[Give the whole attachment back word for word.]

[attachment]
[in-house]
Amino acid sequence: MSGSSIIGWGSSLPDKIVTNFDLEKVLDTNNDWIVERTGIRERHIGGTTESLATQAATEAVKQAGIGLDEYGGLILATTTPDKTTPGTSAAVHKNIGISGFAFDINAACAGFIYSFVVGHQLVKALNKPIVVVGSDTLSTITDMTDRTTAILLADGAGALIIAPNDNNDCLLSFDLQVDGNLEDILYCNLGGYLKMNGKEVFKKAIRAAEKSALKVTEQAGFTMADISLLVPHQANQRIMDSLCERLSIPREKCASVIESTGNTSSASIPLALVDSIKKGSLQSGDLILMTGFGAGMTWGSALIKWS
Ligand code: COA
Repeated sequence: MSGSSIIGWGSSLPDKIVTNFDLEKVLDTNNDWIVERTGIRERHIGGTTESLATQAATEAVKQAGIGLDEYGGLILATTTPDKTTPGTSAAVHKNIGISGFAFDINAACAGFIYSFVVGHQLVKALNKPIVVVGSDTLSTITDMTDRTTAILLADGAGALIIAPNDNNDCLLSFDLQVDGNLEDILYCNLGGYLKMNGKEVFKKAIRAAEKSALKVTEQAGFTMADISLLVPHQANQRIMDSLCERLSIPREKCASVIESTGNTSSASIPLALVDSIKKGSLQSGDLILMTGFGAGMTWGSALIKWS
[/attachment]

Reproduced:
[in-house]
Amino acid sequence: MSGSSIIGWGSSLPDKIVTNFDLEKVLDTNNDWIVERTGIRERHIGGTTESLATQAATEAVKQAGIGLDEYGGLILATTTPDKTTPGTSAAVHKNIGISGFAFDINAACAGFIYSFVVGHQLVKALNKPIVVVGSDTLSTITDMTDRTTAILLADGAGALIIAPNDNNDCLLSFDLQVDGNLEDILYCNLGGYLKMNGKEVFKKAIRAAEKSALKVTEQAGFTMADISLLVPHQANQRIMDSLCERLSIPREKCASVIESTGNTSSASIPLALVDSIKKGSLQSGDLILMTGFGAGMTWGSALIKWS
Ligand code: COA
Repeated sequence: MSGSSIIGWGSSLPDKIVTNFDLEKVLDTNNDWIVERTGIRERHIGGTTESLATQAATEAVKQAGIGLDEYGGLILATTTPDKTTPGTSAAVHKNIGISGFAFDINAACAGFIYSFVVGHQLVKALNKPIVVVGSDTLSTITDMTDRTTAILLADGAGALIIAPNDNNDCLLSFDLQVDGNLEDILYCNLGGYLKMNGKEVFKKAIRAAEKSALKVTEQAGFTMADISLLVPHQANQRIMDSLCERLSIPREKCASVIESTGNTSSASIPLALVDSIKKGSLQSGDLILMTGFGAGMTWGSALIKWS